Conway’s QuickTake: Week of March 1, 2021
Here’s What Happened Last Week:
Longer-term Treasury interest rates continued their climb which spooked equity markets and the decline of major indices. The recent decline of equities could be attributed to the fear that higher inflation and bond yields may soon lead to a gradual industry allocation shift from some stocks to bonds over time. Value outperformed growth on a relative basis although both investment styles declined. The disparity in market-caps was less noticeable although small-cap growth notably fell more than 5%. Most S&P 500 sectors fell aside from a strong increase in energy following a rise in oil prices, perhaps as investors anticipate the continued reopening of oil-dependent businesses. Consumer discretionary and technology stocks lagged after Amazon.com, Tesla, and Apple fell significantly.
Reported on Tuesday, national home prices increased more than 10% throughout 2020 compared to 2019 according to the S&P Core Logic Case-Shiller Home Price Indices. This is the strongest annual growth rate in more than six years. Similarly, lumber and copper prices reached or neared all-time highs to fund the arguably expensive homes. Weekly initial jobless claims fell dramatically to 730,000, the lowest level in three months. Encouragingly, personal incomes spiked 10% in January but could largely be due to the recently paid out coronavirus relief payments that passed through Congress in December. Democrats urged the Senate to quickly pass the most recent $1.9 trillion COVID-19 relief package. It passed through the House early Saturday and is one step closer to providing Americans more vaccinations, $1,400 direct payments to qualified individuals, and additional aid measures. The soft deadline is March 14th when some federal unemployment assistance methods will expire.
Both developed and emerging non-U.S. equities declined last week in U.S. Dollar terms represented by their MSCI indices. Emerging markets stocks plummeted more than 6% after Chinese stocks struggled. European equities fell amidst heavy volatility as concerns arose that the European Central Bank may have to act quickly to counteract the pressure hinting of increased inflation. Japanese stocks, represented by the MSCI Japan Index, fell more than 4% last week. Year-to-date the index is slightly positive, up a modest 0.5% in U.S. Dollar terms. Chinese equities plunged 7.7% for the week according to the local currency large-cap CSI 300 Index which was its worst weekly drop since October 2018. Semiconductor and electric vehicle manufacturing companies fell although previously impacted industries, such as gaming and travel, benefitted on the heels of relaxed travel and quarantine restrictions.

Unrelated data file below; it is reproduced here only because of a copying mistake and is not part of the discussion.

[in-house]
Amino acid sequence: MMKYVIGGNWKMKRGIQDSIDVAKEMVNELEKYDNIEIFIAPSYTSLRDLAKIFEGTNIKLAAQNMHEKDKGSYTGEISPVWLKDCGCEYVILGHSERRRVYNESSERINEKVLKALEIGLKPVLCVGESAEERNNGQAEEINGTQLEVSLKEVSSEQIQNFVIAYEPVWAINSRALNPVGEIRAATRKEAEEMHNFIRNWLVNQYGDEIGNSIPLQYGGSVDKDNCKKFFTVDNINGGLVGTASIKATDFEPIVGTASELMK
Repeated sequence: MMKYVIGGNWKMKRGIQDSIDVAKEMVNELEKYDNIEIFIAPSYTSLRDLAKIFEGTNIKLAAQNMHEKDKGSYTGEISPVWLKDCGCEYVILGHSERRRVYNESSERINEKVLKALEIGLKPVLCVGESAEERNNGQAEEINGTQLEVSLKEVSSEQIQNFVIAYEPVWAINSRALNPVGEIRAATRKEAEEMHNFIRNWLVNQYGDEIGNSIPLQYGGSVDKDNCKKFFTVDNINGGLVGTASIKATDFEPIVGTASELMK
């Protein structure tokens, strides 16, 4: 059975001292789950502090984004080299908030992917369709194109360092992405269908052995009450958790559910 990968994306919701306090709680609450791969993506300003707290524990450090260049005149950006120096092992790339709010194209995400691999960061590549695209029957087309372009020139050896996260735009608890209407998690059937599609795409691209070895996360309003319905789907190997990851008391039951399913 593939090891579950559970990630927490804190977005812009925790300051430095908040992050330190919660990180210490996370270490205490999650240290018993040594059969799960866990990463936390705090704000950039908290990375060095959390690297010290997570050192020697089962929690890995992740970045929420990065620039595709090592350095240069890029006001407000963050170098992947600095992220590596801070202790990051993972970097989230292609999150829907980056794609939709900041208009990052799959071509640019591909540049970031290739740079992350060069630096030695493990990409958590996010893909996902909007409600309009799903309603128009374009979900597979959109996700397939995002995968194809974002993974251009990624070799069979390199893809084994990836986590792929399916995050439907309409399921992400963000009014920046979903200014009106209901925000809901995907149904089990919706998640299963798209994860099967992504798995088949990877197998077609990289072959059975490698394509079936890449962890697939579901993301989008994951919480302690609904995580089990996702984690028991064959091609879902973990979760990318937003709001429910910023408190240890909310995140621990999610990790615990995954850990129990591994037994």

Europe’s harsh restrictions are easing. U.K. Prime Minister Boris Johnson presented a plan to lift restrictions in England from March 8th through June 21st. Similarly, most of the economy and social events will likely reopen by May 17th. Denmark will allow some schools to reopen on March 1st. The Tankan Index recorded a positive reading for Japanese manufacturing companies, the first instance since mid-2019. The index rose from -1 in January to 3, largely due to strong overseas demand in chemicals and manufactured foods. This sentiment level is even expected to continue rising over the next few months due to an enhanced economic environment. China is discussing implementing a change in how its citizens can invest in U.S. assets. The proposed rule change would allow them to buy overseas securities and insurance within the $50,000 exchange limit for any purpose. This differs from today’s rule which only permits these purchases for travel, study, or work but not for personal financial benefits or property ownership.